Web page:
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Condo Insurance and the CC&R: 4 Tips for Securing the Right Coverage

When it comes to condominium purchases and insurance, determining your coverage needs can be a confusing process. Complicating the picture further is that unlike the purchase of a home, when buying a condo, the mortgage is not typically tied to the unit itself carrying coverage. As a result, condo insurance is typically inexpensive, yet often overlooked.

According to HUB International Northwest's Amy DeForeest, the company's Regional Personal Lines Practice Leader, “Condo coverage is challenging because it’s different from homeowner’s insurance in ways most buyers don’t realize. This makes it easy to forget that you need it.”

Frequently, buyers incorrectly assume that the building’s master policy covers more than it does. In most cases, by the time a customer starts thinking about condo insurance, they’ve already made a purchase or are in the process of doing so. 

Julie Johnson, a Hub Personal Lines Account Manager, recommends engaging your insurance broker as early as possible. He or she will be your best resource in ensuring your policy matches up with what the homeowner’s association (HOA) requires.

As Johnson explains, “There’s no rule of thumb about how much coverage per square foot is required. We depend on the unit owner to help us determine a figure, but we’re well aware that this may be uncharted territory for them.” 

In order to get in front of much of the confusion and uncertainty surrounding condo insurance, Johnson recommends close scrutiny of the Covenants, Conditions and Restrictions document (CC&R). As defined by Realtor.com, a CC&R is “the governing document that dictates how the [condo] association operates and what rules the owners - and their tenants and guests - must obey. These legal documents might also be called the bylaws, the master deed, the houses rules or another name. These documents and rules are legally enforceable by the association, unless a specific provision conflicts with federal, state or local laws.”

Obtaining the CC&R is critical because many associations will explicitly detail what buyers need to ensure. But the language can be hard to find…and even harder to read. Your HUB broker can help sort through it. Johnson describes this partnership as “just good customer service.” 

Some HOA master policies offer “walls in” coverage for the building and individual units – wiring, sheet rock, cabinetry, light fixtures and more. But DeForeest explains that these cases are unusual. Instead, most master policies require coverage at the unit level. She says, “You’ll find an HOA policy that specifies the exact dollar amount for which a unit owner is responsible. In other scenarios, the CC&R includes language along the lines of ‘we cover everything except the following…’”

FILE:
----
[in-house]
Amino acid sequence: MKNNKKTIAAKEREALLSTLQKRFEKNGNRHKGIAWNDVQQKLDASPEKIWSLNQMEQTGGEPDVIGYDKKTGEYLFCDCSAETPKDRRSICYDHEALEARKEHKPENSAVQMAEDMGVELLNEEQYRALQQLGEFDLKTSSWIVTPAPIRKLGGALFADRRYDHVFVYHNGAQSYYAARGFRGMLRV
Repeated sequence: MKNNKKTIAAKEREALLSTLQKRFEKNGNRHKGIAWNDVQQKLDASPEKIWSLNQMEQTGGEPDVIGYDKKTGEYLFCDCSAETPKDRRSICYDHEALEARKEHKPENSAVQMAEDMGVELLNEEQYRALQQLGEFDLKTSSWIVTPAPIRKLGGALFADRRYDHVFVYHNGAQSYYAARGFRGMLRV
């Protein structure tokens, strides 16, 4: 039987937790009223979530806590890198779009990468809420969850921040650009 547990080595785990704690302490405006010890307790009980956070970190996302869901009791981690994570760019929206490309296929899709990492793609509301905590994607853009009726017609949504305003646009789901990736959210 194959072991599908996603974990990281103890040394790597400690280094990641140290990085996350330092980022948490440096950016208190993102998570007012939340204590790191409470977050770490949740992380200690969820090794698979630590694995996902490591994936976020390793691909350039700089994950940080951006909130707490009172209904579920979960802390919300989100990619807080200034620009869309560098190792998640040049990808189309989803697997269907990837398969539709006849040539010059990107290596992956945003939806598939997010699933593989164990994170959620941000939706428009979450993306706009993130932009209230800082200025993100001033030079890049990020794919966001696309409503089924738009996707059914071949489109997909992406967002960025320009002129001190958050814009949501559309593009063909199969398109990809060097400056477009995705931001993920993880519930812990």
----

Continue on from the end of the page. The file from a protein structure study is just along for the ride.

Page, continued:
Even with the benefit of a CC&R, repair and replacement costs can be difficult to estimate. DeForeest and Johnson provide four tips for arriving at the most accurate figure:

  • Understand loss assessment. Some associations don’t include coverage for common areas. When damage occurs there, each unit owner will receive an assessment to pay for repairs. Policies can be purchased to cover this type of assessment. It is so important to understand how you will be billed in the event of a common area loss. 
  • Sometimes associations make policy changes. Your unit coverage should be reviewed annually in conjunction with review of the HOA’s master policy. If changes are made to the master but not reflected in the unit, potential coverage gaps open. It’s your home. Don’t be complacent. 
  • When buying new construction, consult the contractor about potential rebuilding costs. Then speak to your agent before any work begins. It’s always best to identify any issues that could make a policy more difficult to place, and work through them, before it’s too late.
  • Review your options. Different carriers offer a variety of feature and add-ons (such as earthquake loss assessment). In addition, certain carriers may offer you credits that others won’t. Don’t assume all coverages were created equally.

Johnson says, “Once the buyer obtains the CC&R, there’s a lot we can do to make the process easier.” Your HUB broker can help explain the intricacies of loss assessment, as well as make those all-important calls to contractors and association leaders. Contact us today to learn more about condo insurance and the CC&R.

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